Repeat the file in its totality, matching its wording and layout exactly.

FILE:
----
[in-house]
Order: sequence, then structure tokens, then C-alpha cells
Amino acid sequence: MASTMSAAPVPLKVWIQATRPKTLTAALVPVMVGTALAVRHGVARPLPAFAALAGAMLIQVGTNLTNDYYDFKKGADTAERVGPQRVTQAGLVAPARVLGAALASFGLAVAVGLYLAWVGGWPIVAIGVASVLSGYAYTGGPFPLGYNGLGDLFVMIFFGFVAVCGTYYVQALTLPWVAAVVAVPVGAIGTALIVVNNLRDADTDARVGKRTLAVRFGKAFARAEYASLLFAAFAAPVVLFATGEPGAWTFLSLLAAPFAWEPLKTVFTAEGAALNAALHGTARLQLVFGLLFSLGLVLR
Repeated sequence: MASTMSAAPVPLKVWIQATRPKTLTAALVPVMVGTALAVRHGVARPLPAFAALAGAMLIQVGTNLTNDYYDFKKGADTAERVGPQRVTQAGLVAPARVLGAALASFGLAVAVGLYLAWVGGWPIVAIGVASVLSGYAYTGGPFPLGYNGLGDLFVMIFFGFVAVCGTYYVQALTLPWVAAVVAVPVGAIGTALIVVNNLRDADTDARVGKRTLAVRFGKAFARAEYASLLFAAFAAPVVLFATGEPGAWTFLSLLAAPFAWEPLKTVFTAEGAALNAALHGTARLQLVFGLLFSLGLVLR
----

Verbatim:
[in-house]
Order: sequence, then structure tokens, then C-alpha cells
Amino acid sequence: MASTMSAAPVPLKVWIQATRPKTLTAALVPVMVGTALAVRHGVARPLPAFAALAGAMLIQVGTNLTNDYYDFKKGADTAERVGPQRVTQAGLVAPARVLGAALASFGLAVAVGLYLAWVGGWPIVAIGVASVLSGYAYTGGPFPLGYNGLGDLFVMIFFGFVAVCGTYYVQALTLPWVAAVVAVPVGAIGTALIVVNNLRDADTDARVGKRTLAVRFGKAFARAEYASLLFAAFAAPVVLFATGEPGAWTFLSLLAAPFAWEPLKTVFTAEGAALNAALHGTARLQLVFGLLFSLGLVLR
Repeated sequence: MASTMSAAPVPLKVWIQATRPKTLTAALVPVMVGTALAVRHGVARPLPAFAALAGAMLIQVGTNLTNDYYDFKKGADTAERVGPQRVTQAGLVAPARVLGAALASFGLAVAVGLYLAWVGGWPIVAIGVASVLSGYAYTGGPFPLGYNGLGDLFVMIFFGFVAVCGTYYVQALTLPWVAAVVAVPVGAIGTALIVVNNLRDADTDARVGKRTLAVRFGKAFARAEYASLLFAAFAAPVVLFATGEPGAWTFLSLLAAPFAWEPLKTVFTAEGAALNAALHGTARLQLVFGLLFSLGLVLR